(and scheme lisp) x Python and modern langs [was Re: gossip, Guy Steel, Lojban, Racket]

namekuseijin namekuseijin at gmail.com
Thu Sep 30 05:28:35 CEST 2010

On 29 set, 17:46, Xah Lee <xah... at gmail.com> wrote:
> On Sep 29, 11:02 am, namekuseijin <namekusei... at gmail.com> wrote:
> > On 28 set, 19:38, Xah Lee <xah... at gmail.com> wrote:
> > > • “list comprehension” is a very bad jargon; thus harmful to
> > > functional programing or programing in general. Being a bad jargon, it
> > > encourage mis-communication, mis-understanding.
> > I disagree:  it is a quite intuitive term to describe what the
> > expression does.
> what's your basis in saying that “list comprehension” is intuitive?

it generates a list from syntax comprehended in list-like syntax!

> any statics, survery, research, references you have to cite?

how about common sense?

> to put this in context, are you saying that lambda, is also intuitive?


> “let” is intuitive?

yes, it's focking everyday term used in the same way:  let this be
this and that be that and thus...

> “for” is intuitive?

yes, it's focking everyday term used in the same way:  for this and
this and this do that...

> “when” is intuitive?

when this, then that?

common sense, Xah!

> For example, let us know, in your view, how good are terms: currying,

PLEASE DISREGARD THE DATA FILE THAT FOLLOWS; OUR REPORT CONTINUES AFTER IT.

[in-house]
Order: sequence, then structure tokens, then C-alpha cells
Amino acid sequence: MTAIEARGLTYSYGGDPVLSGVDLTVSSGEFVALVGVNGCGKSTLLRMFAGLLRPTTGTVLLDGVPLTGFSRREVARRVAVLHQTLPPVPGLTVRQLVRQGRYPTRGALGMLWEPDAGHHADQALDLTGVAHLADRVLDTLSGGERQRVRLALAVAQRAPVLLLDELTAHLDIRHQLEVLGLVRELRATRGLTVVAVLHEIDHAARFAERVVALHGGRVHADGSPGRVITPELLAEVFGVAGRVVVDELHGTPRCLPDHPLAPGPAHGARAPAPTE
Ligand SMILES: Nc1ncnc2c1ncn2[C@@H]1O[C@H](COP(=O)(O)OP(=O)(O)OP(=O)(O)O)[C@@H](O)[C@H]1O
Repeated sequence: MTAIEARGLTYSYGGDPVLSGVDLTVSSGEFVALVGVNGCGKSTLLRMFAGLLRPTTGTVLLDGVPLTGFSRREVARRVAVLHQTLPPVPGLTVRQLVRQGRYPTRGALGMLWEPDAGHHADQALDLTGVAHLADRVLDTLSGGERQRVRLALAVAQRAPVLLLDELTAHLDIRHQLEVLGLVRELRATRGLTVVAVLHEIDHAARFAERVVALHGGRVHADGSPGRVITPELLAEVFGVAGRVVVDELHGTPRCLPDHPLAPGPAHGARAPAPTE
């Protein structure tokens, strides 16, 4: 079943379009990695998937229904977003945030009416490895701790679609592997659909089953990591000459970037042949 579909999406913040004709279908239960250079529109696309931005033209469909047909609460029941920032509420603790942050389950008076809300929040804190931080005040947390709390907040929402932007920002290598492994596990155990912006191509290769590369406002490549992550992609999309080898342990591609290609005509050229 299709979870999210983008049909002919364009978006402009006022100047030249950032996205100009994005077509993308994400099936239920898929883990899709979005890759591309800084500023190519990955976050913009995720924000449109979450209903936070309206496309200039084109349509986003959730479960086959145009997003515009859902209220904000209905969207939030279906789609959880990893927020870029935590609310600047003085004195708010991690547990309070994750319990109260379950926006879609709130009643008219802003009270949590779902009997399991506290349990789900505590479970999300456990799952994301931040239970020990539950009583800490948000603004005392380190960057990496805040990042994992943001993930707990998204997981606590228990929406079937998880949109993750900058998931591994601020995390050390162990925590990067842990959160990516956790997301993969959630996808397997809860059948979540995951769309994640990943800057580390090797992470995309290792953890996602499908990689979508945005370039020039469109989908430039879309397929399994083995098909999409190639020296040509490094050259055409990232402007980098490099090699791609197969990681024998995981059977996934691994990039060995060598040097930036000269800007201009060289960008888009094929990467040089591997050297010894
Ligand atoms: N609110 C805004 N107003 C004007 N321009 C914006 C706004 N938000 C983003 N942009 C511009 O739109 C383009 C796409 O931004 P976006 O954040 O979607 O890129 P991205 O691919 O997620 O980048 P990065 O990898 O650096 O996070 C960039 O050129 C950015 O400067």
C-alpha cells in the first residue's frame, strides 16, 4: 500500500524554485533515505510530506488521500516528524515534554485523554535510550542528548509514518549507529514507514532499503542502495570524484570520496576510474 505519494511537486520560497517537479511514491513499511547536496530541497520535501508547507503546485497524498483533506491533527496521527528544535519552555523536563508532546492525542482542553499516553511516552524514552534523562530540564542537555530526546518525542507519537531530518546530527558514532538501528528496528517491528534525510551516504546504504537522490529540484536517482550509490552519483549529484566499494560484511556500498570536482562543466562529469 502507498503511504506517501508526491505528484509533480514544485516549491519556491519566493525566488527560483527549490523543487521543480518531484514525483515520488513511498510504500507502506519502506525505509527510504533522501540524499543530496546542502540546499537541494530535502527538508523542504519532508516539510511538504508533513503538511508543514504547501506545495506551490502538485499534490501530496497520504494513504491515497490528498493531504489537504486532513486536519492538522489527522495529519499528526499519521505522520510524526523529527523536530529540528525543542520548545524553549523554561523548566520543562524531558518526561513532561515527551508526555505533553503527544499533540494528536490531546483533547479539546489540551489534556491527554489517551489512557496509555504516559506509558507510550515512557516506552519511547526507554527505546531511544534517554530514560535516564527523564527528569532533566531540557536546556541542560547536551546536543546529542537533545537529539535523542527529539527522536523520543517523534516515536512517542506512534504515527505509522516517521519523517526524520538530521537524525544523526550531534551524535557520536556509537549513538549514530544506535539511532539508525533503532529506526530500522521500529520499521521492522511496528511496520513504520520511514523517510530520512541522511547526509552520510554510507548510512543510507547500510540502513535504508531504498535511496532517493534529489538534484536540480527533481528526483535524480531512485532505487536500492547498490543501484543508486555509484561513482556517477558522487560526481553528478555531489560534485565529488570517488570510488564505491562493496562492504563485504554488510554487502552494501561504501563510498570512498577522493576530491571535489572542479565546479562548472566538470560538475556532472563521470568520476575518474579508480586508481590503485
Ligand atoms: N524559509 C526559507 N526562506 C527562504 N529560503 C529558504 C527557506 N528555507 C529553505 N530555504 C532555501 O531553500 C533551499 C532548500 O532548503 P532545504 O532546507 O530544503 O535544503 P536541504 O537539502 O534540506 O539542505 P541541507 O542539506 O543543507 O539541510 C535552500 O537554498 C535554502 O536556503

> lisp1 lisp2, tail recursion, closure, subroutine, command, object.

These terms have a technical meaning coming from historic events in
the areas they are used.  It's like that in all areas, you may also
bash medicine jargon if you want.

Though subroutine, command and object are pretty intuitive by common
sense alone.

> perhaps expound on the comparative merits and meaning on the terms
> module vs package vs add-on vs library. I would like to see your view
> on this with at least few paragraphs of analysis on each.

They are all the same shit.  These were developed by managers and
buzzwriters... ;)

> Also, “being intuitive” is not the only aspect to consider whether a
> term is good or bad. For example, emacs's uses the term “frame”. It's
> quite intuitive, because frame is a common english word, everyone
> understands. You know, door frame, window frame, picture frame, are
> all analogous to emacs's “frame” on a computer. However, by some turn
> of history, in computer software we call such as “window” now, and by
> happance the term “window” also has a technical meaning in emacs, what
> we call “split window” or “pane” today. So, in emacs, the term “frame”
> and “window” is confusing, because emacs's “frame” is what we call
> “window”, while emacs's “window” is what me might call a pane of a
> split window. So here, is a example, that even when a term is
> intuitive, it can still be bad.

emacs is all FUBAR in more than one way.  being intuitive is not
exactly what it is known for... ;)

well, I shouldn't be bashing it, my vim is not that funky among
commoners anymore anyway... :p

> I wrote about 14 essays on various jargons in past decade. You can
> find them on my site.

yeah, I've read them once in a while...

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